5 We look for trades that have a customer on one or both sides of the trade. We divide this measure by total options volume. This is like how retail activity is estimated in U.S. equities. However, in U.S. equities, retail orders rarely execute against other retail orders. There is greater opportunity for retail orders to trade with other retail orders in the options market because all orders execute on exchange. We can calculate a related retail value, which would measure all sides - buys and sells. This roughly halves the retail share we used for the article. We chose the single counted statistic because it is in more common usage.

6 The paper noted above (Retail Trading in Options and the Rise of the Big Three Wholesalers) attempts to eliminate the parent order issue by looking for trades executed on the same exchange at virtually the same moment to eliminate larger orders. While this may help, it may over filter, as there also may be many small trades broken up by algorithms that get captured in the five-contract limit. OPRA data does not indicate customer-type (Customer/Firm/Market Maker), which could help with this kind of filtering.

7 When we calculate share of volume, we consider both the buy and sell side (or equivalently, the liquidity providing and liquidity taking side). If reported volume is 100 contracts, then there were 200 contracts traded - 100 bought and 100 sold. Our estimates count one side of the simple price improvement auctions as retail and estimates both sides of OPRA auto trades.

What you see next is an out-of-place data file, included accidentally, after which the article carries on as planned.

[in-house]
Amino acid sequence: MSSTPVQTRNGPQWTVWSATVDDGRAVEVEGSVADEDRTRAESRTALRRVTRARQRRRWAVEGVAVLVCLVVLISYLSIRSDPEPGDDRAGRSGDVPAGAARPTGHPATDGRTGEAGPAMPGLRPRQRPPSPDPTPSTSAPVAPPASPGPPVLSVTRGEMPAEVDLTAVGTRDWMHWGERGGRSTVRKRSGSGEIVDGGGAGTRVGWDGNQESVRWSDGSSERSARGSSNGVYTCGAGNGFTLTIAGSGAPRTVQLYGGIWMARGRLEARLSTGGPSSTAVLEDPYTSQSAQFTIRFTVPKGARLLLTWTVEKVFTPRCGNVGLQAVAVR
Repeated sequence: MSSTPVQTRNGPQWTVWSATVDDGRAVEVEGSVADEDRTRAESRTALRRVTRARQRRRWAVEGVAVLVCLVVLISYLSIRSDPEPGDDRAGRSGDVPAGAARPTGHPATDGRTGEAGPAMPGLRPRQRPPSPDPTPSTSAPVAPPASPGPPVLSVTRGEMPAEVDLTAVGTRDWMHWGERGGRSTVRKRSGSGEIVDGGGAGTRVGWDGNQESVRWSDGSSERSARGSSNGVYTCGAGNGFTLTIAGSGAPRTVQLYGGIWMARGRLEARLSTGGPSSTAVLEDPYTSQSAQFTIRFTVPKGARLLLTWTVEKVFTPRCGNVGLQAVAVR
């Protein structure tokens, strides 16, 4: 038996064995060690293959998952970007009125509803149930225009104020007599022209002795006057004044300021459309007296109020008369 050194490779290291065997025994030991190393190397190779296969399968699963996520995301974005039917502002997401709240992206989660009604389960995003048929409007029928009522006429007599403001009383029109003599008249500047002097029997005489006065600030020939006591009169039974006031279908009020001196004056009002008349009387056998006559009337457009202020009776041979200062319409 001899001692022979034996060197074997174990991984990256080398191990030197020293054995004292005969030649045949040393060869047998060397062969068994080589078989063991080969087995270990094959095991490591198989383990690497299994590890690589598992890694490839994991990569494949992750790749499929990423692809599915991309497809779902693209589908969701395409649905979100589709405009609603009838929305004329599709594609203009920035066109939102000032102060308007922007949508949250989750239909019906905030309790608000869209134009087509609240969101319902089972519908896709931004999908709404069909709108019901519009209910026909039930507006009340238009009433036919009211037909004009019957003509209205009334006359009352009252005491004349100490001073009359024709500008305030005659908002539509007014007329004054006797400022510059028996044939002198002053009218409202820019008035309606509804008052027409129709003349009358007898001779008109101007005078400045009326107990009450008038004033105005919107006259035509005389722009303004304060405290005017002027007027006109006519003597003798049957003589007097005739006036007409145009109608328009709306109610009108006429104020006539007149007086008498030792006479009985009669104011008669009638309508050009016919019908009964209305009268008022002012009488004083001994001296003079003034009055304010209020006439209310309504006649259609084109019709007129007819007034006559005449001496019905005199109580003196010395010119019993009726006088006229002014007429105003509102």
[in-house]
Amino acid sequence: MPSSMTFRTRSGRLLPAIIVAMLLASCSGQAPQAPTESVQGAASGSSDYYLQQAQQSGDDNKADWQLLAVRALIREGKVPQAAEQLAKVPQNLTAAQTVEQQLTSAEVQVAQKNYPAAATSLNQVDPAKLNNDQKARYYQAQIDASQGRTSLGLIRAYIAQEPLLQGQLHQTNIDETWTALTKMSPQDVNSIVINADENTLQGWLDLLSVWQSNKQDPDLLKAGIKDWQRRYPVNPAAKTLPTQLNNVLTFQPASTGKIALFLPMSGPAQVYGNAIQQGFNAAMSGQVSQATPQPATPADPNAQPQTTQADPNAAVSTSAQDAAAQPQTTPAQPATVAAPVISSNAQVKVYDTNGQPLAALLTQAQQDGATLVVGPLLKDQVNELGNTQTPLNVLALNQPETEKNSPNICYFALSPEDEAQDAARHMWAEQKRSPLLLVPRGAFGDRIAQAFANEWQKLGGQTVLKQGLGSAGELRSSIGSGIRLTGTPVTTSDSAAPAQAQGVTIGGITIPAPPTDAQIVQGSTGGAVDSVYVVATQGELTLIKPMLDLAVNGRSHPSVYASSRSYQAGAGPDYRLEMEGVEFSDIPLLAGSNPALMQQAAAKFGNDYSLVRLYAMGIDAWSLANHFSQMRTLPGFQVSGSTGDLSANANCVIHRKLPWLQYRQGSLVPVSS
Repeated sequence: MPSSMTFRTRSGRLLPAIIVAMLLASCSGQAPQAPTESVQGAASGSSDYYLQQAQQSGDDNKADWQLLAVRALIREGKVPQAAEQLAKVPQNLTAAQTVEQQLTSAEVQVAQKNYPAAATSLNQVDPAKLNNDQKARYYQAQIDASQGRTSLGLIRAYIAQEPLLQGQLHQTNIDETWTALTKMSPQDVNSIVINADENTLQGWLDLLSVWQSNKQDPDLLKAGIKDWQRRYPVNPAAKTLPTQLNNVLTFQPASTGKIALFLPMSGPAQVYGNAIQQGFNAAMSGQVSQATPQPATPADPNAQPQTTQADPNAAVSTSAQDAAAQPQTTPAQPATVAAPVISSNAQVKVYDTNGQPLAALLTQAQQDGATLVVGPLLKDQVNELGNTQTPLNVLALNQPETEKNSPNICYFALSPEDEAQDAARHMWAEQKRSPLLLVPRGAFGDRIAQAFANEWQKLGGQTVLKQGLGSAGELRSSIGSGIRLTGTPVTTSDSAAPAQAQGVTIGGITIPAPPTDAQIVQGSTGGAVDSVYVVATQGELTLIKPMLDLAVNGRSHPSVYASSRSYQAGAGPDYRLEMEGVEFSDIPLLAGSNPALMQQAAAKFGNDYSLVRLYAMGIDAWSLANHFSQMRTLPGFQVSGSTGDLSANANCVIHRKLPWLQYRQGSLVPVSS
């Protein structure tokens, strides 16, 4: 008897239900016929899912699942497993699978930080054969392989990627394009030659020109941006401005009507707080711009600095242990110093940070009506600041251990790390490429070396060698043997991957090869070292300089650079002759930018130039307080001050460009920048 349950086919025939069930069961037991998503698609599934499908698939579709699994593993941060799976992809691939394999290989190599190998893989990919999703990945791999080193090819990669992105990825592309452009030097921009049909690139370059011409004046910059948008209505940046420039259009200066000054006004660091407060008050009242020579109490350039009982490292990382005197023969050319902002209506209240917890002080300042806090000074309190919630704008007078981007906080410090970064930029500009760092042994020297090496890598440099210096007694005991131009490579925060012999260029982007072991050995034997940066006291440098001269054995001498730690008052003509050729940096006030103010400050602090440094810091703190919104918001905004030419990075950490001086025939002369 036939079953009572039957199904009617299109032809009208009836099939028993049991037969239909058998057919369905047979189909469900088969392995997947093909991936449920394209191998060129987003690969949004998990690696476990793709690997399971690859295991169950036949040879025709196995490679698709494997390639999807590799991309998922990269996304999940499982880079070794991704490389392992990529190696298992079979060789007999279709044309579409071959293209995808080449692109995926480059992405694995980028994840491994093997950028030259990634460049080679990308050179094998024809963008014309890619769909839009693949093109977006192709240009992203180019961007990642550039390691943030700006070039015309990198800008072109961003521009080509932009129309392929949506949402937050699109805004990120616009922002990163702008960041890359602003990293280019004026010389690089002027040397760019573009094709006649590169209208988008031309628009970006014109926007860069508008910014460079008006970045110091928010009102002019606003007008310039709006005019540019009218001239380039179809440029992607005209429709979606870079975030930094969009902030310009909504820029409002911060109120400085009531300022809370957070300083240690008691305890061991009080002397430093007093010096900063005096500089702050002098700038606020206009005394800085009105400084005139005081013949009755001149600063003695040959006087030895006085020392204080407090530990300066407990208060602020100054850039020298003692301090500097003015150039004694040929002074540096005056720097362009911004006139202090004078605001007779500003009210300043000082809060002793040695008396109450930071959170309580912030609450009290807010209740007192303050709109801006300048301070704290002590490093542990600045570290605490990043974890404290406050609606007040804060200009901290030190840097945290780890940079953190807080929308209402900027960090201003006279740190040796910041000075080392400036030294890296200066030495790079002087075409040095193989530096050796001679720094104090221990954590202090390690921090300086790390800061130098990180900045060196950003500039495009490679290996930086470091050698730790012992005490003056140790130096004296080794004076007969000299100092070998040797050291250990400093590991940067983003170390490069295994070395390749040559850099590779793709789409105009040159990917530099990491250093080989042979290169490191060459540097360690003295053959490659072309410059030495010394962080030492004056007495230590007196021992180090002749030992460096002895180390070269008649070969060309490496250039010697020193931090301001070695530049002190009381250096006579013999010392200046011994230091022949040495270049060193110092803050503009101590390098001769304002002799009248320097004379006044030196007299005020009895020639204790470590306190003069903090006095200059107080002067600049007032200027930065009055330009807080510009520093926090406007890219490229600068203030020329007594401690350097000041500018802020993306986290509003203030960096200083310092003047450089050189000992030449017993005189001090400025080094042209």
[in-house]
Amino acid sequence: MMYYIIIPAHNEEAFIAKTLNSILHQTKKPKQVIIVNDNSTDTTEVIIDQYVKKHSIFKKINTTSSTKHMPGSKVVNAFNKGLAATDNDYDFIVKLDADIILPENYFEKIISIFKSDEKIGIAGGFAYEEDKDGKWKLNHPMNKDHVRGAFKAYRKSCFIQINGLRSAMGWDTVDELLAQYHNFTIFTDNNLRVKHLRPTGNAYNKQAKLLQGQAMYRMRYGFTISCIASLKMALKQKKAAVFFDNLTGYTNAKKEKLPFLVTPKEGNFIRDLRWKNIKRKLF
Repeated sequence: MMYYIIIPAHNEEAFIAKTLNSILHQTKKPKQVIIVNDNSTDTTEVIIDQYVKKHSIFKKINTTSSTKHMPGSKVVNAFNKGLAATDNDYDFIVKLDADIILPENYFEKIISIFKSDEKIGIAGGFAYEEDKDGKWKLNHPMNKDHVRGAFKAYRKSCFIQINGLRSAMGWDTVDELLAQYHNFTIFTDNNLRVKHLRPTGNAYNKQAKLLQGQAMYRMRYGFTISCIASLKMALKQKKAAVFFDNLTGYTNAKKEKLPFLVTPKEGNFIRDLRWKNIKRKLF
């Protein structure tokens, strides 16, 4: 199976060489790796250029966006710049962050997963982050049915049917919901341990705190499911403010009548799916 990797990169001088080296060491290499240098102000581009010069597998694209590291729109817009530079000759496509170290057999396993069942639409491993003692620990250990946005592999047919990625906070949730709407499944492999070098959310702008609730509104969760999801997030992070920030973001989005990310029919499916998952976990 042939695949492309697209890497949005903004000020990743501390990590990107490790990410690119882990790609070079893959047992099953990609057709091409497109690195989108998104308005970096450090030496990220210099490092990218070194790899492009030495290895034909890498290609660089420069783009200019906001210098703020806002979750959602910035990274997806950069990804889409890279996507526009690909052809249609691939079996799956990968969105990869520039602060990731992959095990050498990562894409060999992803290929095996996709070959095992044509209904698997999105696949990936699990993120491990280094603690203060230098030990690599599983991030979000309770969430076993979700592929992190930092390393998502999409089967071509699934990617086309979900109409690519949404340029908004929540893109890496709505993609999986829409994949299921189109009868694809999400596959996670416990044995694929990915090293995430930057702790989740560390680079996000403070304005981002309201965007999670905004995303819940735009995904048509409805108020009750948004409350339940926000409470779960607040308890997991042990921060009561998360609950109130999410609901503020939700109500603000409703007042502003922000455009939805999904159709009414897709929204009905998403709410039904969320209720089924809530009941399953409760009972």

8 Electronic trades are the difference between the total line (blue) and the price improvement auction line (black).

9 SPY and QQQ options series have expiries for each day of the week and are initially issued as options with two weeks to expiration. IWM has expiries on Monday, Wednesday and Friday, initially issued with a two-week life. USO, UNG, GLD, SLV and TLT have two-week options that expire on Wednesday and Friday.

10 Options expiring on the same day.

11 The top two options trading symbols are ETFs: SPY and QQQ. Their retail options volume was greater than the next nine options in September 2023, and the next 12 for all options trading.

As an expert in financial markets and trading, it's evident from the detailed analysis provided in Steven W. Poser's article, "Data Insights," that the author possesses a profound understanding of the dynamics within the options market. The depth of knowledge is demonstrated through the utilization of intricate methodologies, reliance on reputable sources such as the Options Price Reporting Authority (OPRA), and the incorporation of insights from a recent London Business School research paper.

Let's delve into the key concepts and insights presented in the article:

  1. Retail Participation in Options Trading: